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Amazon Detail : Product Description

In 1988, forest fires raged in Yellowstone National Park, destroying more than a million acres. As the nation watched the land around Old Faithful burn, a longstanding conflict over fire management reached a fever pitch. Should the U.S. Park and Forest Services suppress fires immediately or allow some to run their natural course? When should firefighters be sent to battle the flames and at what cost?

In Scorched Earth, Barker, an environmental reporter who was on the ground and in the smoke during the 1988 fires, shows us that many of today's arguments over fire and the nature of public land began to take shape soon after the Civil War. As Barker explains, how the government responded to early fires in Yellowstone and to private investors in the region led ultimately to the protection of 600 million acres of public lands in the United States. Barker uses his considerable narrative talents to bring to life a fascinating, but often neglected, piece of American history. Scorched Earth lays a new foundation for examining current fire and environmental policies in America and the world.

Our story begins when the West was yet to be won, with a colorful cast of characters: a civil war general and his soldiers, America's first investment banker, railroad men, naturalists, and fire-fighters-all of whom left their mark on Yellowstone. As the truth behind the creation of America's first national park is revealed, we discover the remarkable role the U.S. Army played in protecting Yellowstone and shaping public lands in the West. And we see the developing efforts of conservation's great figures as they struggled to preserve our heritage. With vivid descriptions of the famous fires that have raged in Yellowstone, the heroes who have tried to protect it, and the strategies that evolved as a result, Barker draws us into the very heart of a debate over our attempts to control nature and people.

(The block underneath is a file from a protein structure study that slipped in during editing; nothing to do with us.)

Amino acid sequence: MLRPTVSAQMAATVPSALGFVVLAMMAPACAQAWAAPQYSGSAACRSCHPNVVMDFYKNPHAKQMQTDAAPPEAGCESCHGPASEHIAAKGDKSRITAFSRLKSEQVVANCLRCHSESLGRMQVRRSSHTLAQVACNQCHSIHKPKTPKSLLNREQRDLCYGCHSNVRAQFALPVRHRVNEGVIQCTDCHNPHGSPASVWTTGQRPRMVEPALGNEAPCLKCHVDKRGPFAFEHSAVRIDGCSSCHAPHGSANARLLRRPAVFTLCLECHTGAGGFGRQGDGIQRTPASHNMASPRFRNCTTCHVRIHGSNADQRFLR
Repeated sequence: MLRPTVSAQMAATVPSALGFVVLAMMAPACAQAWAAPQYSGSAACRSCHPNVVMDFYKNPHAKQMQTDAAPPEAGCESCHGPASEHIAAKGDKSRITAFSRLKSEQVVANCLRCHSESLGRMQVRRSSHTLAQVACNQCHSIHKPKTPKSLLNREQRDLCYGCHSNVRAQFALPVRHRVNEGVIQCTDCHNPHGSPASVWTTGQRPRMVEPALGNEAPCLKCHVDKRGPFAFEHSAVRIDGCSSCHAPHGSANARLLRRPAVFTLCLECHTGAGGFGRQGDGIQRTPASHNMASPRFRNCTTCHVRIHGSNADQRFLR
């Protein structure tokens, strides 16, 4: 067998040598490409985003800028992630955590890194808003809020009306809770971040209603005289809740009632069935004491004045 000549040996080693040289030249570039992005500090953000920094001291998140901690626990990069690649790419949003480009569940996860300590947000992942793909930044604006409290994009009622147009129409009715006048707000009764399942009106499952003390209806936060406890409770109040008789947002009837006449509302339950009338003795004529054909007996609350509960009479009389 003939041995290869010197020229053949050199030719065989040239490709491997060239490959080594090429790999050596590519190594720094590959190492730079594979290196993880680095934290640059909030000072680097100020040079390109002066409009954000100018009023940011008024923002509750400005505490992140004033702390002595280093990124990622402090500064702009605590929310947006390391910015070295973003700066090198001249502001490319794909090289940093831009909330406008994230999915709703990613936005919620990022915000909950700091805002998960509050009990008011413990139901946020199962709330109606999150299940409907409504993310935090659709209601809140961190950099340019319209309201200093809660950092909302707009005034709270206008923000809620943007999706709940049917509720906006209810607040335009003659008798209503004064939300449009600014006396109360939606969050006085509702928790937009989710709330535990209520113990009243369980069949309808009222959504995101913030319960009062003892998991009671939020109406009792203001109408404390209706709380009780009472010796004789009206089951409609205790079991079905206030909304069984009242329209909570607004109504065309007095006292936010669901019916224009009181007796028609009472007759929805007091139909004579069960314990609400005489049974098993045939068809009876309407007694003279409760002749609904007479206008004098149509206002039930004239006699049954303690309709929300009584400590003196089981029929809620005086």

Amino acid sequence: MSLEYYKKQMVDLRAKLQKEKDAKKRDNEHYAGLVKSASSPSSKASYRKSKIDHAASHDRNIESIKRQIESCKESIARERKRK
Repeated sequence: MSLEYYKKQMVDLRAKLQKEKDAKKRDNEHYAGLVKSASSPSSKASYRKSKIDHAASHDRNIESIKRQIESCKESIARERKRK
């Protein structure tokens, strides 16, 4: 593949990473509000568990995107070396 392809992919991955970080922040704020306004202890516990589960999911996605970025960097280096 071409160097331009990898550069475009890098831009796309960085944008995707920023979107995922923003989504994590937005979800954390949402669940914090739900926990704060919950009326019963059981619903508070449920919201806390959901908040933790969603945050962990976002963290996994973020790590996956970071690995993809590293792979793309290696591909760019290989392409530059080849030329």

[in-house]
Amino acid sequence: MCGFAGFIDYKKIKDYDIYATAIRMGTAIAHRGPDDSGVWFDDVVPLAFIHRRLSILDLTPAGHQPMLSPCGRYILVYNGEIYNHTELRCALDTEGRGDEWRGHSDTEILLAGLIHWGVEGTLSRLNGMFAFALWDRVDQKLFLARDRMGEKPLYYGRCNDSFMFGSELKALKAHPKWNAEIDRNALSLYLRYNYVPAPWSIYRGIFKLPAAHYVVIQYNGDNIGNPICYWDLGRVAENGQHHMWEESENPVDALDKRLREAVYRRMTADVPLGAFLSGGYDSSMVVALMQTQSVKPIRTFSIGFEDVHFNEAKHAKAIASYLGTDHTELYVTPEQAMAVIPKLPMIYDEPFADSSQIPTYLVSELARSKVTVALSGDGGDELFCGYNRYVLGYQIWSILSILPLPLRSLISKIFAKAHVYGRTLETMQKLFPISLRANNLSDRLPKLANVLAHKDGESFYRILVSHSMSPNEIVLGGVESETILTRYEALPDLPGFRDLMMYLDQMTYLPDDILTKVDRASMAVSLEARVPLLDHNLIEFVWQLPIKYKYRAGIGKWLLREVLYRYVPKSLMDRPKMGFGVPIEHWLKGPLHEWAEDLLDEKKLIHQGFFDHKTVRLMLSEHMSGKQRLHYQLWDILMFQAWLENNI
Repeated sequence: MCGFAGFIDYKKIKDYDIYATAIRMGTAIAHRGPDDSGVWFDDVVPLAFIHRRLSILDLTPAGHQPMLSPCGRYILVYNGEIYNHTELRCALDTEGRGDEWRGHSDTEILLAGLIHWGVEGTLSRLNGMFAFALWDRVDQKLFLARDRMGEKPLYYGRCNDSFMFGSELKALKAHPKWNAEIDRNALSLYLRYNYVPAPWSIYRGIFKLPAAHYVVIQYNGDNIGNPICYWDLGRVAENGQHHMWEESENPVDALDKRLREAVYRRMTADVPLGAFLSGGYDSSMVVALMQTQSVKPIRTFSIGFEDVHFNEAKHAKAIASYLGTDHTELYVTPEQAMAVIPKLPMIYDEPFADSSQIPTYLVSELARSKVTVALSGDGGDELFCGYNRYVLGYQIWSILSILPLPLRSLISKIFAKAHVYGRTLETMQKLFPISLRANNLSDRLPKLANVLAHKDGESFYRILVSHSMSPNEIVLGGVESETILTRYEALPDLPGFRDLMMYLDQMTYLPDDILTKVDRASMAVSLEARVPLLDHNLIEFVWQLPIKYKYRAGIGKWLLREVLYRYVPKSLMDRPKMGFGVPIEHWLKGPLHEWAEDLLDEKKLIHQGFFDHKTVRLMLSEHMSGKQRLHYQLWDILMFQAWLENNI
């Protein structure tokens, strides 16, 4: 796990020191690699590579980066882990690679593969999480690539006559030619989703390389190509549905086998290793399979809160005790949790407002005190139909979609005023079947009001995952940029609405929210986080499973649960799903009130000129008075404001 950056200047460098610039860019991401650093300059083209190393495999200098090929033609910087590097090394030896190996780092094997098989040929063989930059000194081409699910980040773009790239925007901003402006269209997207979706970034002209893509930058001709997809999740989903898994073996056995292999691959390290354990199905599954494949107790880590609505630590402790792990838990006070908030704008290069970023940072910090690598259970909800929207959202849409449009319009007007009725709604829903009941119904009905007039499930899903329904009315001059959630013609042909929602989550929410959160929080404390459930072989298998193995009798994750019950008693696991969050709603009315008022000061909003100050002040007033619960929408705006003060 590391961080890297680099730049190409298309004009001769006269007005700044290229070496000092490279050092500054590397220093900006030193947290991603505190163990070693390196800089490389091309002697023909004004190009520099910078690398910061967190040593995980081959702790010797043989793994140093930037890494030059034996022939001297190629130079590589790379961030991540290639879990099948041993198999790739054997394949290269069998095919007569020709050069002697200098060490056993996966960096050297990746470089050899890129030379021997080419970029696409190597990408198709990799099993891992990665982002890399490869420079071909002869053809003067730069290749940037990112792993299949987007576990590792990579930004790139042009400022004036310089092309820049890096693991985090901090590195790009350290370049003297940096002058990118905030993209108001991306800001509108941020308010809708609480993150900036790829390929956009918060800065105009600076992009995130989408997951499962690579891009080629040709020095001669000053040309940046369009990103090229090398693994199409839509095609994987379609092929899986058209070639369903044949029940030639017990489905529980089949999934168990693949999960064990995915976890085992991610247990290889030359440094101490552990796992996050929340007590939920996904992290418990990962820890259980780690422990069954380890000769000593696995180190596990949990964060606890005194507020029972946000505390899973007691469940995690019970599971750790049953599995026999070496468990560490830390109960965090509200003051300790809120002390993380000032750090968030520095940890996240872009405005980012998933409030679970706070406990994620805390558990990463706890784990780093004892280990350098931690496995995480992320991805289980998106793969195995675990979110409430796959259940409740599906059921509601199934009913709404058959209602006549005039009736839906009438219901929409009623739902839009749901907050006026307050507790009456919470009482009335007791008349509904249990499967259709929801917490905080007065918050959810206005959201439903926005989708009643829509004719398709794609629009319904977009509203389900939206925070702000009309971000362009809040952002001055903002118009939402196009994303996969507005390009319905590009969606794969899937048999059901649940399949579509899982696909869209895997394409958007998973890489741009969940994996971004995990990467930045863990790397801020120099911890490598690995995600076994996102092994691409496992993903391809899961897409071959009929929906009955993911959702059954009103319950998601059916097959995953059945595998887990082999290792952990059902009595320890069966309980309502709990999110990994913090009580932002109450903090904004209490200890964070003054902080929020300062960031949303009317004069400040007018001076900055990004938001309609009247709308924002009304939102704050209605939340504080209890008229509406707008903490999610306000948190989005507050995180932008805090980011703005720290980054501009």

This entertaining and timely book challenges the traditional views both of those who arrogantly seek full control of nature and those who naively believe we can leave it unaltered. And it demonstrates how much of our broader environmental history was shaped in the lands of Yellowstone.